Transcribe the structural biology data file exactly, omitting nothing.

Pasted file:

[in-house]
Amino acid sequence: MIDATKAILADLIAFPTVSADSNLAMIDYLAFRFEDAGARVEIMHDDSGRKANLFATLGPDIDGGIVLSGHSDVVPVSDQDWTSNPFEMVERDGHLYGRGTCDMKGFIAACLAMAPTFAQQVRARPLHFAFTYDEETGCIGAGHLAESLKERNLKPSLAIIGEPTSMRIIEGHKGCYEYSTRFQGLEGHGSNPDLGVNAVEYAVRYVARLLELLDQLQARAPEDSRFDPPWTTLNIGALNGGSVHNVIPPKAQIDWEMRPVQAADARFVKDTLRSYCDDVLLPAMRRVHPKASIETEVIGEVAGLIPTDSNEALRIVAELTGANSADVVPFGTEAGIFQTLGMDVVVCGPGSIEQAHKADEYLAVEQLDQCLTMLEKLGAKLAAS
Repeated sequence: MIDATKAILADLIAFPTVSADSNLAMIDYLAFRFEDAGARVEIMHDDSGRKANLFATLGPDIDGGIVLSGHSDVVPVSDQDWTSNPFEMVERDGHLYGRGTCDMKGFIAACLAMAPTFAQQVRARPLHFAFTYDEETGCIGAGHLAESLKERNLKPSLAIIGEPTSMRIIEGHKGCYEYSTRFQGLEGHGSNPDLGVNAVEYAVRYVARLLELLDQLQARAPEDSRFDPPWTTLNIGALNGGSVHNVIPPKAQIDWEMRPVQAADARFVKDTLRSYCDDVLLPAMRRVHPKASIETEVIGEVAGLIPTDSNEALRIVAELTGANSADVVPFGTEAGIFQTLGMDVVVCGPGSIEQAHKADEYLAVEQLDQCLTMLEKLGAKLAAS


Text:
[in-house]
Amino acid sequence: MIDATKAILADLIAFPTVSADSNLAMIDYLAFRFEDAGARVEIMHDDSGRKANLFATLGPDIDGGIVLSGHSDVVPVSDQDWTSNPFEMVERDGHLYGRGTCDMKGFIAACLAMAPTFAQQVRARPLHFAFTYDEETGCIGAGHLAESLKERNLKPSLAIIGEPTSMRIIEGHKGCYEYSTRFQGLEGHGSNPDLGVNAVEYAVRYVARLLELLDQLQARAPEDSRFDPPWTTLNIGALNGGSVHNVIPPKAQIDWEMRPVQAADARFVKDTLRSYCDDVLLPAMRRVHPKASIETEVIGEVAGLIPTDSNEALRIVAELTGANSADVVPFGTEAGIFQTLGMDVVVCGPGSIEQAHKADEYLAVEQLDQCLTMLEKLGAKLAAS
Repeated sequence: MIDATKAILADLIAFPTVSADSNLAMIDYLAFRFEDAGARVEIMHDDSGRKANLFATLGPDIDGGIVLSGHSDVVPVSDQDWTSNPFEMVERDGHLYGRGTCDMKGFIAACLAMAPTFAQQVRARPLHFAFTYDEETGCIGAGHLAESLKERNLKPSLAIIGEPTSMRIIEGHKGCYEYSTRFQGLEGHGSNPDLGVNAVEYAVRYVARLLELLDQLQARAPEDSRFDPPWTTLNIGALNGGSVHNVIPPKAQIDWEMRPVQAADARFVKDTLRSYCDDVLLPAMRRVHPKASIETEVIGEVAGLIPTDSNEALRIVAELTGANSADVVPFGTEAGIFQTLGMDVVVCGPGSIEQAHKADEYLAVEQLDQCLTMLEKLGAKLAAS